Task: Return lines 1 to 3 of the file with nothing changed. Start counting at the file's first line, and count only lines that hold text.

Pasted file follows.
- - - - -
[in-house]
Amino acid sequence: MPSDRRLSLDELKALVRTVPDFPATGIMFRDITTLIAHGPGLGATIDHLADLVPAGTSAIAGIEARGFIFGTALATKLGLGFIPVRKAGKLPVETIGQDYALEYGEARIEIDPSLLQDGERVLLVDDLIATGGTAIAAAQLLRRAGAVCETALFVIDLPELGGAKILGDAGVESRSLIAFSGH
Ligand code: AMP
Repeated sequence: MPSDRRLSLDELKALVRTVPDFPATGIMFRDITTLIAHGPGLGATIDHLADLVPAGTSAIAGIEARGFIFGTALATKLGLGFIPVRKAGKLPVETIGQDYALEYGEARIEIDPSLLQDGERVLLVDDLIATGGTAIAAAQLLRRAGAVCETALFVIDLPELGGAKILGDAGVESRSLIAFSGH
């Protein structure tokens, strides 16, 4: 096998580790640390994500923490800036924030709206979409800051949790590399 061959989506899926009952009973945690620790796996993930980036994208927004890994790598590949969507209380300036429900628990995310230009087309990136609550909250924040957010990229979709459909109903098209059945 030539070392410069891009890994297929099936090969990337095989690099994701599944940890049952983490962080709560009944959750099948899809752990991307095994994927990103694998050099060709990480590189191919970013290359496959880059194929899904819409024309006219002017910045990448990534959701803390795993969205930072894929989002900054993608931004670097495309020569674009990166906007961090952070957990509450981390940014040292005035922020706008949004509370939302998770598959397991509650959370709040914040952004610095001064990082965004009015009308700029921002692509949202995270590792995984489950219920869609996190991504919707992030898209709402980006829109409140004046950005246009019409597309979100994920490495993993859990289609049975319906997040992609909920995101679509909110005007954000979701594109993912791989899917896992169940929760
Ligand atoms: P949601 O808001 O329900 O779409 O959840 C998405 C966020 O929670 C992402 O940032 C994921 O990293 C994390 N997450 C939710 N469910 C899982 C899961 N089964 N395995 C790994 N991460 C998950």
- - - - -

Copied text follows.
[in-house]
Amino acid sequence: MPSDRRLSLDELKALVRTVPDFPATGIMFRDITTLIAHGPGLGATIDHLADLVPAGTSAIAGIEARGFIFGTALATKLGLGFIPVRKAGKLPVETIGQDYALEYGEARIEIDPSLLQDGERVLLVDDLIATGGTAIAAAQLLRRAGAVCETALFVIDLPELGGAKILGDAGVESRSLIAFSGH
Ligand code: AMP